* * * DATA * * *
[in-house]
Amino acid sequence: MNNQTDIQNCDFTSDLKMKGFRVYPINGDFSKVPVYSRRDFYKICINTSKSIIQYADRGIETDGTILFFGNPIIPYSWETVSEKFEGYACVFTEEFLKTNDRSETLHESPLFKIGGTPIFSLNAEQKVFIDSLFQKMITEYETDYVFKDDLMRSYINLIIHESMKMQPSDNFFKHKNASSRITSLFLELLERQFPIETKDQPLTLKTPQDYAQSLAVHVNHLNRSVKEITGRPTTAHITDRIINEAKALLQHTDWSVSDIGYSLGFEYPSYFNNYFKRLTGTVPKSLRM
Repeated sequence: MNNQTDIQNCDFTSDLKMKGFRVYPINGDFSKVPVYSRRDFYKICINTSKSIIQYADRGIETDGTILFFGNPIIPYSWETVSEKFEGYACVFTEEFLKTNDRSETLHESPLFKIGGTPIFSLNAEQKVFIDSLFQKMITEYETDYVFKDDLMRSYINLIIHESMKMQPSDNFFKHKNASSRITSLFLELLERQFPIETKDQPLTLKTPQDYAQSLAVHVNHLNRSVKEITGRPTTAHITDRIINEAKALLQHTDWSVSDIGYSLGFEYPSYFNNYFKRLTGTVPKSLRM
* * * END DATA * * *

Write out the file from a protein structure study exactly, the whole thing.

[in-house]
Amino acid sequence: MNNQTDIQNCDFTSDLKMKGFRVYPINGDFSKVPVYSRRDFYKICINTSKSIIQYADRGIETDGTILFFGNPIIPYSWETVSEKFEGYACVFTEEFLKTNDRSETLHESPLFKIGGTPIFSLNAEQKVFIDSLFQKMITEYETDYVFKDDLMRSYINLIIHESMKMQPSDNFFKHKNASSRITSLFLELLERQFPIETKDQPLTLKTPQDYAQSLAVHVNHLNRSVKEITGRPTTAHITDRIINEAKALLQHTDWSVSDIGYSLGFEYPSYFNNYFKRLTGTVPKSLRM
Repeated sequence: MNNQTDIQNCDFTSDLKMKGFRVYPINGDFSKVPVYSRRDFYKICINTSKSIIQYADRGIETDGTILFFGNPIIPYSWETVSEKFEGYACVFTEEFLKTNDRSETLHESPLFKIGGTPIFSLNAEQKVFIDSLFQKMITEYETDYVFKDDLMRSYINLIIHESMKMQPSDNFFKHKNASSRITSLFLELLERQFPIETKDQPLTLKTPQDYAQSLAVHVNHLNRSVKEITGRPTTAHITDRIINEAKALLQHTDWSVSDIGYSLGFEYPSYFNNYFKRLTGTVPKSLRM